It seems that the only thing that’s been holding the SEC back has been a legal precedent that it can cite to justify its crypto crackdown.

This is why the SEC’s case against a crypto project called Library is so important.

The decision on that is due any day now and it might even be out by the time you.

Now without getting into the weeds if the judge sides with Library then the SEC’s attack against XRP and any other cryptocurrency will have a lot fewer teeth if any.

Conversely if the judge sides with the SEC then it could set the exact precedent the regulator needs to go after other larger altcoins.

This case is more significant than you think because if the judge sides with the SEC it will also create a clear path for the regulator to go after cryptocurrency exchanges.

This is because the SEC can claim that Coinbase and others were offering unregistered securities to retail investors which is against the law.

What I’m especially concerned about is retail investors losing access to the decentralized finance ecosystem something the SEC has also singled out in its enforcement actions obviously.

Without ETH or ADA it’ll be extremely difficult to access the Ethereum or Cardano ecosystems.

For what it’s worth it looks like the SEC is starting to get a lot of pushback from US politicians and not just because of its approach to cryptocurrency.

What Is Cryptocurrency?

A cryptocurrency is a digital or virtual currency that is secured using cryptography and thus virtually impossible to counterfeit or duplicate. Many cryptocurrencies are decentralized networks based on blockchain technology—a distributed ledger maintained by a network of computers spread across the globe.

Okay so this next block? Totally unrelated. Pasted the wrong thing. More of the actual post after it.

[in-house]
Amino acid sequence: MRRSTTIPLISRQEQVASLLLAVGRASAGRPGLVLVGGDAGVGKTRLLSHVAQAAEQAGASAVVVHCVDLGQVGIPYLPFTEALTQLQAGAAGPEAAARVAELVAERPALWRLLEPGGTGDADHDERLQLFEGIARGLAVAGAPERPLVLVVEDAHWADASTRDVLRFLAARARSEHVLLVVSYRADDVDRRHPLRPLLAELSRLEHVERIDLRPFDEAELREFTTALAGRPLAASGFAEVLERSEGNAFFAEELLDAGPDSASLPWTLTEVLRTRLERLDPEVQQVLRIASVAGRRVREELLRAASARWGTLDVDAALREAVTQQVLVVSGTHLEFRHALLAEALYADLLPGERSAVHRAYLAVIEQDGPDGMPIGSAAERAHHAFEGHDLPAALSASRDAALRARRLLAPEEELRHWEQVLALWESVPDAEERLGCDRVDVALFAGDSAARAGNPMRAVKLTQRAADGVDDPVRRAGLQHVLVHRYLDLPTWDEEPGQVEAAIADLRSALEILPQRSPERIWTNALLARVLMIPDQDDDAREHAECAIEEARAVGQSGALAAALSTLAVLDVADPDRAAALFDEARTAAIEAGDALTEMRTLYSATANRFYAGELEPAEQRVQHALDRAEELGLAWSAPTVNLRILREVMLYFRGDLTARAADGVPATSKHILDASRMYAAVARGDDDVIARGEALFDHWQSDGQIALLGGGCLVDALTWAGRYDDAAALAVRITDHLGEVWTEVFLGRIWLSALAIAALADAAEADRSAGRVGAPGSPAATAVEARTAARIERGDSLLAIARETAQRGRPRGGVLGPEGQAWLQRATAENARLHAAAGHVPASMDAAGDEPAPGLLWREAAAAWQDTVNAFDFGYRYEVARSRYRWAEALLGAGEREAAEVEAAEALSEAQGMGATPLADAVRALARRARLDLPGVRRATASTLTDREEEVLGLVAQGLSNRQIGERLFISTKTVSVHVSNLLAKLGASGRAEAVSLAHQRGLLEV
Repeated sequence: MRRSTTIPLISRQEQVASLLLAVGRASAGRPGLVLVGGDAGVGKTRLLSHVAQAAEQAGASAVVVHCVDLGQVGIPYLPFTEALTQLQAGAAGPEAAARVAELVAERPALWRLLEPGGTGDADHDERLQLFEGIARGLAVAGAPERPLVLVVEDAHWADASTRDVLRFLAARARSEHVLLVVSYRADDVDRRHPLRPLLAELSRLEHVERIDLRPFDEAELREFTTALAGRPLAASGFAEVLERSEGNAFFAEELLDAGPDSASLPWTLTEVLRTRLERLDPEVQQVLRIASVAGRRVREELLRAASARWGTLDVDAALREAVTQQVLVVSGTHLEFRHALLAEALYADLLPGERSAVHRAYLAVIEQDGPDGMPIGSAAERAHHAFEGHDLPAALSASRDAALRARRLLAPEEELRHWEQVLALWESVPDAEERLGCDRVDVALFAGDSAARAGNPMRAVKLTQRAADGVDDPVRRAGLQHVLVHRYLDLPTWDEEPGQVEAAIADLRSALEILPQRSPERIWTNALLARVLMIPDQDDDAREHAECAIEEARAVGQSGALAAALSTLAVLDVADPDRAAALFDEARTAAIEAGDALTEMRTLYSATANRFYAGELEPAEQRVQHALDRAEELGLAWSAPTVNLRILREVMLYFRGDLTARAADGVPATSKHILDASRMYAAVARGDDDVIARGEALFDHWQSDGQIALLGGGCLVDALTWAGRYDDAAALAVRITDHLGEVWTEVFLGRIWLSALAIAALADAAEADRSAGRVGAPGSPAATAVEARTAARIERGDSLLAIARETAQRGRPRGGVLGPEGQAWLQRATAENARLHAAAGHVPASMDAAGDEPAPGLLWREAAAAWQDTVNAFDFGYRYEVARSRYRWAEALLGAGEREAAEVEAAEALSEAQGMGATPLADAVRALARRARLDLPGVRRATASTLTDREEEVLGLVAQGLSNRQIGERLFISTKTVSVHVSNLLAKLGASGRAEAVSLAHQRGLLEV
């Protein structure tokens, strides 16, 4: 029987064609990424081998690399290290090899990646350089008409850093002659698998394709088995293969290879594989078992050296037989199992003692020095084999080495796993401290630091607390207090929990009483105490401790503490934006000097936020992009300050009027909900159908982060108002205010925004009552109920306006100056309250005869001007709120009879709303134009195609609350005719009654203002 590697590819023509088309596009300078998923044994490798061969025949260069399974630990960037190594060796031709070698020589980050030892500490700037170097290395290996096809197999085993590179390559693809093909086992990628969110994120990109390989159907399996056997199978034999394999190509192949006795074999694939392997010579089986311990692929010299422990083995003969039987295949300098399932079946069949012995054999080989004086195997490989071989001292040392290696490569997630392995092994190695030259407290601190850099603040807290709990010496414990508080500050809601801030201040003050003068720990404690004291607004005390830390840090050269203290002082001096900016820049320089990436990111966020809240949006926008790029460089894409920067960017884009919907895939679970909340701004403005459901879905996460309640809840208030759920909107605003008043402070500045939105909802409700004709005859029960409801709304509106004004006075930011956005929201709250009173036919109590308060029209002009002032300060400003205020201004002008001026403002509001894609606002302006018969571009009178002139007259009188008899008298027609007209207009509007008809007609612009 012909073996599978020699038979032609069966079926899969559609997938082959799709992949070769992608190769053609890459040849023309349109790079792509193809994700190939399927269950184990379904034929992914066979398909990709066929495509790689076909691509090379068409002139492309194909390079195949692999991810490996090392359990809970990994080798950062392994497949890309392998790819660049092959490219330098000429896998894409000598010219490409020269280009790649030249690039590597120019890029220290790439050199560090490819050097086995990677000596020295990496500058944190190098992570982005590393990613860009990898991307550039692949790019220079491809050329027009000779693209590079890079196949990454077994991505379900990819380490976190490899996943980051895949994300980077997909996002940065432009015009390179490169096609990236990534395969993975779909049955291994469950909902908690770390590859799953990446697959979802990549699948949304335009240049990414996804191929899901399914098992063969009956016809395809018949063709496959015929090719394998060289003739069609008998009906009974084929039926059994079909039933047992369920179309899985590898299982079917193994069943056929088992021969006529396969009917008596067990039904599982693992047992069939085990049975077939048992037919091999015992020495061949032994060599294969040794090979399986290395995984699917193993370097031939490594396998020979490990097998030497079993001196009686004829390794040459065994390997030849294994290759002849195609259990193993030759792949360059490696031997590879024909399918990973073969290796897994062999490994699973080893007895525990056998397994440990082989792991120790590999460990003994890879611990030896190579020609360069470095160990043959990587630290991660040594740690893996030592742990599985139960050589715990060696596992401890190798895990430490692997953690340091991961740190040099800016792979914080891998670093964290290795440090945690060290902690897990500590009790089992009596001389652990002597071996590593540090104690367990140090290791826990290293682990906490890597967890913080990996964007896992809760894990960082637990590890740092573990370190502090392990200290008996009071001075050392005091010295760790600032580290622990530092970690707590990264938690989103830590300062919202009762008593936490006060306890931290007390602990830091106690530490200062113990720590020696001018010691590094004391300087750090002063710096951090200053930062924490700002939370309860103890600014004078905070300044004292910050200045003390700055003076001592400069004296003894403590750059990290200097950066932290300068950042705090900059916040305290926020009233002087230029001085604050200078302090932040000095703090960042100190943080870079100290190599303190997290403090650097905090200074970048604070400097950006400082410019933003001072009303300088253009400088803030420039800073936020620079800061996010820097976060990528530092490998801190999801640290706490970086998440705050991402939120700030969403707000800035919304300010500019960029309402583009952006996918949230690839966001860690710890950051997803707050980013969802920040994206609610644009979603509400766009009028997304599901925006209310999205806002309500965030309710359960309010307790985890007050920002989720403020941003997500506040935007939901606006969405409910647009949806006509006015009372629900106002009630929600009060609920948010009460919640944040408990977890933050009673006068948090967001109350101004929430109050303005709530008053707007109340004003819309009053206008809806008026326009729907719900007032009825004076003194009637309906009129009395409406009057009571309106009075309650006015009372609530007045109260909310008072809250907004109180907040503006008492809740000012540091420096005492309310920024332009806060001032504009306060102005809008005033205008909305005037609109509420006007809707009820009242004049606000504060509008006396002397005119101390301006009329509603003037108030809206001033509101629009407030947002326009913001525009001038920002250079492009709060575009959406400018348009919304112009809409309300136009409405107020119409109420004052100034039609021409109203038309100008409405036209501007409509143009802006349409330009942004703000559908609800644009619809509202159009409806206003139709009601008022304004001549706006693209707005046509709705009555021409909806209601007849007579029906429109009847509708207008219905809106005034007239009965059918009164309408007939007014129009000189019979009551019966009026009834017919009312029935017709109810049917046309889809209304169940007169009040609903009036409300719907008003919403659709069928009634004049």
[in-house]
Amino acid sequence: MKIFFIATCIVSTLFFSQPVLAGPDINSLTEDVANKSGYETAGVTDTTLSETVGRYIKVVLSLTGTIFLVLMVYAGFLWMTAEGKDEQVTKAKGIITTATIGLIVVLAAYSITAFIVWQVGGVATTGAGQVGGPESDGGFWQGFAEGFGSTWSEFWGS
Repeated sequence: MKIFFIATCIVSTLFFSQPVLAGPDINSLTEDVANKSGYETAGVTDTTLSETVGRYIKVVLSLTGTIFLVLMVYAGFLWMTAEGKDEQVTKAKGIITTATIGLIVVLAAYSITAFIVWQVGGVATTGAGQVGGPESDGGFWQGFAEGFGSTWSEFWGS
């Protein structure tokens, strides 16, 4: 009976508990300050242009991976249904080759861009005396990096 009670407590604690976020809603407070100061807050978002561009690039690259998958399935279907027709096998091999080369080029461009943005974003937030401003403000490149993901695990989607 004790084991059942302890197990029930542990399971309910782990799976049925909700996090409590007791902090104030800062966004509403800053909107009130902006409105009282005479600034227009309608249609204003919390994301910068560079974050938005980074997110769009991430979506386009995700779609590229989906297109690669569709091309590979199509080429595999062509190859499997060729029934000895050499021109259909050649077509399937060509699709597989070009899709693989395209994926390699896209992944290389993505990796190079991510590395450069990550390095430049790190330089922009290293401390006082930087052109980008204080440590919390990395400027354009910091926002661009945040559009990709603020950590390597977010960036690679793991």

Cryptocurrencies, by definition, are not produced or controlled by any centralized authority, making them theoretically immune to government interference or manipulation.

Cryptocurrencies are digital or virtual currencies based on cryptographic algorithms. They allow people to make secure online payments without the use of third-party intermediaries. The term “crypto” refers to the various encryption algorithms and cryptographic techniques that protect these records, such as elliptical curve encryption, public-private key pairs, and hashing functions.

Cryptocurrencies might be mined or purchased on cryptocurrency exchanges. Some e-commerce sites do not accept cryptocurrencies as payment methods. Cryptocurrency values, in particular Bitcoin’s, have seen a tremendous boost in recent months, making them popular as trading instruments. To a lesser extent, they are utilized for cross-border transfers.